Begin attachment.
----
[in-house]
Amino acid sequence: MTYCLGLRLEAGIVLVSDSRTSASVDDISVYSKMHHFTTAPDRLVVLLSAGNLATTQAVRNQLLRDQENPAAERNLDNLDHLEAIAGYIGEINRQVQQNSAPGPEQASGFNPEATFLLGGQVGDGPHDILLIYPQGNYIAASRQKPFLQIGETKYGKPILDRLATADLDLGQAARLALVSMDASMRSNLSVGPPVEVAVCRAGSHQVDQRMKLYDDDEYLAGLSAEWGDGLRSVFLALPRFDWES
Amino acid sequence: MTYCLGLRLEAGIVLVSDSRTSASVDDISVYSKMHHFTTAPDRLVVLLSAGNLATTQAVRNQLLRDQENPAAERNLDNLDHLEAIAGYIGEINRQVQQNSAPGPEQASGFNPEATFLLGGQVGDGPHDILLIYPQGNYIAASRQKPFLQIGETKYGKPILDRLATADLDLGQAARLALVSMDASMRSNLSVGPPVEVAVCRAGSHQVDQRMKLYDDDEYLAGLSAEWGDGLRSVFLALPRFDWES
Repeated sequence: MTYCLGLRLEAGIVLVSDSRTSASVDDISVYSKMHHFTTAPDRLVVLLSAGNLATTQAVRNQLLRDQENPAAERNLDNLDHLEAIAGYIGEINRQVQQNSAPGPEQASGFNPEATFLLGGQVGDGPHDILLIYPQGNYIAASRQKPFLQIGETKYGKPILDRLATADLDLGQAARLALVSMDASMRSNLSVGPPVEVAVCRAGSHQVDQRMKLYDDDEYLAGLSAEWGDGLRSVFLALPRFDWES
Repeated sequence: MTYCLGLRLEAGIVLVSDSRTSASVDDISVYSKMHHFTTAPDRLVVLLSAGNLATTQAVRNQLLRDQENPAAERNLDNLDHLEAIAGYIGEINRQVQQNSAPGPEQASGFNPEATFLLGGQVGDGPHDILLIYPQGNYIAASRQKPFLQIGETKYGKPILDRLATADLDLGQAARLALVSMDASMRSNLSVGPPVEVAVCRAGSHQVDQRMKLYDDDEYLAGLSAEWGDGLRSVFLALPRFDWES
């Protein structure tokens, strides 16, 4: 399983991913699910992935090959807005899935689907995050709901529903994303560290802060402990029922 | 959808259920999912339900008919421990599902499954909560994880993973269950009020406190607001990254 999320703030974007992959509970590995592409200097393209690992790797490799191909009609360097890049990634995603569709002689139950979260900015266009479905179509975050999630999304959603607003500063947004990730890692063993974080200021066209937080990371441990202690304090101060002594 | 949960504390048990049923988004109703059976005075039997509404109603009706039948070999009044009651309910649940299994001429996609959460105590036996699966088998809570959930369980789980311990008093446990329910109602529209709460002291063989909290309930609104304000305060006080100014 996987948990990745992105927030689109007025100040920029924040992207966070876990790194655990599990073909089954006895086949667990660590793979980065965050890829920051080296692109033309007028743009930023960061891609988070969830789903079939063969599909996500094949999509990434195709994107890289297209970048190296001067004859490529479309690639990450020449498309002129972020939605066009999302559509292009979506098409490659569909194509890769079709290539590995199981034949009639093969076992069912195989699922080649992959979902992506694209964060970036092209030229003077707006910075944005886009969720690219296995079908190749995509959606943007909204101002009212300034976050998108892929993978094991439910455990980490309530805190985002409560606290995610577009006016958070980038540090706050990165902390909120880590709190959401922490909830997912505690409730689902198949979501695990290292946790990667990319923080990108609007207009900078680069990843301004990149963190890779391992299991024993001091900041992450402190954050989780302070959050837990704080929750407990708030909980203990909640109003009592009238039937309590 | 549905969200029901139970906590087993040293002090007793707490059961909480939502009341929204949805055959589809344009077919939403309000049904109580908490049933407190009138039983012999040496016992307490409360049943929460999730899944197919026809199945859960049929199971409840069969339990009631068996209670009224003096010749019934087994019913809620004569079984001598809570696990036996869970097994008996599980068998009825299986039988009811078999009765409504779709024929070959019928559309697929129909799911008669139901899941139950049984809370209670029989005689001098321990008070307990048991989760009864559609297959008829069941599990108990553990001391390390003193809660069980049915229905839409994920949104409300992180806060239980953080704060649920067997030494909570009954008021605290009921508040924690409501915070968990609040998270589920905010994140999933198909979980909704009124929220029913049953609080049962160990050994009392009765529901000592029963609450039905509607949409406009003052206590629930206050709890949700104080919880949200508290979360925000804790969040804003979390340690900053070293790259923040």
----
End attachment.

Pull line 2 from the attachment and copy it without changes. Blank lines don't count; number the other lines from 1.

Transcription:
Amino acid sequence: MTYCLGLRLEAGIVLVSDSRTSASVDDISVYSKMHHFTTAPDRLVVLLSAGNLATTQAVRNQLLRDQENPAAERNLDNLDHLEAIAGYIGEINRQVQQNSAPGPEQASGFNPEATFLLGGQVGDGPHDILLIYPQGNYIAASRQKPFLQIGETKYGKPILDRLATADLDLGQAARLALVSMDASMRSNLSVGPPVEVAVCRAGSHQVDQRMKLYDDDEYLAGLSAEWGDGLRSVFLALPRFDWES